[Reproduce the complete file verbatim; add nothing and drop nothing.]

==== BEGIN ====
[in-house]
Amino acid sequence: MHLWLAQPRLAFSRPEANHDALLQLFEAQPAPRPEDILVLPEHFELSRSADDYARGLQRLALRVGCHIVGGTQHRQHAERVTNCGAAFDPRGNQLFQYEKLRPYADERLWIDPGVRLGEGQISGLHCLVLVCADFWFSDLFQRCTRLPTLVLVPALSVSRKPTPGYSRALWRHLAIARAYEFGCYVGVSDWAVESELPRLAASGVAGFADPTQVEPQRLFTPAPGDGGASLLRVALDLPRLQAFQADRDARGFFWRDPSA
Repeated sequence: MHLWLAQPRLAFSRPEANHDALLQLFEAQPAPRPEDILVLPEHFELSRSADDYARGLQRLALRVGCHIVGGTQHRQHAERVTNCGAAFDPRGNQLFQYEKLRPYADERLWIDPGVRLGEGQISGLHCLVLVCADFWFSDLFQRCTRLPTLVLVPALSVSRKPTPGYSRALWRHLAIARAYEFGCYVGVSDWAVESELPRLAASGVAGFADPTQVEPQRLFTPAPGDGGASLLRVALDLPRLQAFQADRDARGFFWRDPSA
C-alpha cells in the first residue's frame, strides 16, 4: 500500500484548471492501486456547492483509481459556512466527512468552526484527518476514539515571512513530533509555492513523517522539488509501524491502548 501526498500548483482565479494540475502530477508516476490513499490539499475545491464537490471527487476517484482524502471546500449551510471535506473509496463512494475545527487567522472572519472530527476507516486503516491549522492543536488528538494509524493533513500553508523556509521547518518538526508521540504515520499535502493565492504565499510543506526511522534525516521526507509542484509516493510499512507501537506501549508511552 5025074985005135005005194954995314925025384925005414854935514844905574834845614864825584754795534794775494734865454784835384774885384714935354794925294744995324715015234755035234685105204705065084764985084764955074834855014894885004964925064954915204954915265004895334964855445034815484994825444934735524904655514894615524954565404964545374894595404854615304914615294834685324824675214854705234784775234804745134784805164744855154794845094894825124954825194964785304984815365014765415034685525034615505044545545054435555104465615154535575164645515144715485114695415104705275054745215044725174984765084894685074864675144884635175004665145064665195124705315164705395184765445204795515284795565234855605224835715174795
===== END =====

[in-house]
Amino acid sequence: MHLWLAQPRLAFSRPEANHDALLQLFEAQPAPRPEDILVLPEHFELSRSADDYARGLQRLALRVGCHIVGGTQHRQHAERVTNCGAAFDPRGNQLFQYEKLRPYADERLWIDPGVRLGEGQISGLHCLVLVCADFWFSDLFQRCTRLPTLVLVPALSVSRKPTPGYSRALWRHLAIARAYEFGCYVGVSDWAVESELPRLAASGVAGFADPTQVEPQRLFTPAPGDGGASLLRVALDLPRLQAFQADRDARGFFWRDPSA
Repeated sequence: MHLWLAQPRLAFSRPEANHDALLQLFEAQPAPRPEDILVLPEHFELSRSADDYARGLQRLALRVGCHIVGGTQHRQHAERVTNCGAAFDPRGNQLFQYEKLRPYADERLWIDPGVRLGEGQISGLHCLVLVCADFWFSDLFQRCTRLPTLVLVPALSVSRKPTPGYSRALWRHLAIARAYEFGCYVGVSDWAVESELPRLAASGVAGFADPTQVEPQRLFTPAPGDGGASLLRVALDLPRLQAFQADRDARGFFWRDPSA
C-alpha cells in the first residue's frame, strides 16, 4: 500500500484548471492501486456547492483509481459556512466527512468552526484527518476514539515571512513530533509555492513523517522539488509501524491502548 501526498500548483482565479494540475502530477508516476490513499490539499475545491464537490471527487476517484482524502471546500449551510471535506473509496463512494475545527487567522472572519472530527476507516486503516491549522492543536488528538494509524493533513500553508523556509521547518518538526508521540504515520499535502493565492504565499510543506526511522534525516521526507509542484509516493510499512507501537506501549508511552 5025074985005135005005194954995314925025384925005414854935514844905574834845614864825584754795534794775494734865454784835384774885384714935354794925294744995324715015234755035234685105204705065084764985084764955074834855014894885004964925064954915204954915265004895334964855445034815484994825444934735524904655514894615524954565404964545374894595404854615304914615294834685324824675214854705234784775234804745134784805164744855154794845094894825124954825194964785304984815365014765415034685525034615505044545545054435555104465615154535575164645515144715485114695415104705275054745215044725174984765084894685074864675144884635175004665145064665195124705315164705395184765445204795515284795565234855605224835715174795